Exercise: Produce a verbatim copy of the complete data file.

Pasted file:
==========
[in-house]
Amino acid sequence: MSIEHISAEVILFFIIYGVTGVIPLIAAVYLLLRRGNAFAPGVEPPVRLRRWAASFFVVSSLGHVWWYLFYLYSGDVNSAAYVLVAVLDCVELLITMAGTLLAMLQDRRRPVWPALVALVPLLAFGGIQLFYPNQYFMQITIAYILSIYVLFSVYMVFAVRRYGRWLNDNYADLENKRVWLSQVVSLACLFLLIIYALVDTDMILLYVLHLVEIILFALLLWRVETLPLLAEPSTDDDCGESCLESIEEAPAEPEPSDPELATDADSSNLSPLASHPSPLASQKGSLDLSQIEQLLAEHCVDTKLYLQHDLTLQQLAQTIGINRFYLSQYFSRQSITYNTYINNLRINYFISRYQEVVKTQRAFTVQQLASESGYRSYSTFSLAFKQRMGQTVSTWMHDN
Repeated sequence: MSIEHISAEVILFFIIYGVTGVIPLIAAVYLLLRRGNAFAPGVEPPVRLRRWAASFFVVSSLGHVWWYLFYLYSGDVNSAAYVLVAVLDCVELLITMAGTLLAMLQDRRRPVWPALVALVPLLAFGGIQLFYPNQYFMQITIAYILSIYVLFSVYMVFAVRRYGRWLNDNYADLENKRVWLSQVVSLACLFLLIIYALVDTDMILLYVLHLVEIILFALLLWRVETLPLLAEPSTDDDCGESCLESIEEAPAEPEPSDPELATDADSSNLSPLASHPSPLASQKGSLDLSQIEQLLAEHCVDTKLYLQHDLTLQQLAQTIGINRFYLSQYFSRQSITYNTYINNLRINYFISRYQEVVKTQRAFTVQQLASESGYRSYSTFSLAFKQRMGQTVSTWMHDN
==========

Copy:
[in-house]
Amino acid sequence: MSIEHISAEVILFFIIYGVTGVIPLIAAVYLLLRRGNAFAPGVEPPVRLRRWAASFFVVSSLGHVWWYLFYLYSGDVNSAAYVLVAVLDCVELLITMAGTLLAMLQDRRRPVWPALVALVPLLAFGGIQLFYPNQYFMQITIAYILSIYVLFSVYMVFAVRRYGRWLNDNYADLENKRVWLSQVVSLACLFLLIIYALVDTDMILLYVLHLVEIILFALLLWRVETLPLLAEPSTDDDCGESCLESIEEAPAEPEPSDPELATDADSSNLSPLASHPSPLASQKGSLDLSQIEQLLAEHCVDTKLYLQHDLTLQQLAQTIGINRFYLSQYFSRQSITYNTYINNLRINYFISRYQEVVKTQRAFTVQQLASESGYRSYSTFSLAFKQRMGQTVSTWMHDN
Repeated sequence: MSIEHISAEVILFFIIYGVTGVIPLIAAVYLLLRRGNAFAPGVEPPVRLRRWAASFFVVSSLGHVWWYLFYLYSGDVNSAAYVLVAVLDCVELLITMAGTLLAMLQDRRRPVWPALVALVPLLAFGGIQLFYPNQYFMQITIAYILSIYVLFSVYMVFAVRRYGRWLNDNYADLENKRVWLSQVVSLACLFLLIIYALVDTDMILLYVLHLVEIILFALLLWRVETLPLLAEPSTDDDCGESCLESIEEAPAEPEPSDPELATDADSSNLSPLASHPSPLASQKGSLDLSQIEQLLAEHCVDTKLYLQHDLTLQQLAQTIGINRFYLSQYFSRQSITYNTYINNLRINYFISRYQEVVKTQRAFTVQQLASESGYRSYSTFSLAFKQRMGQTVSTWMHDN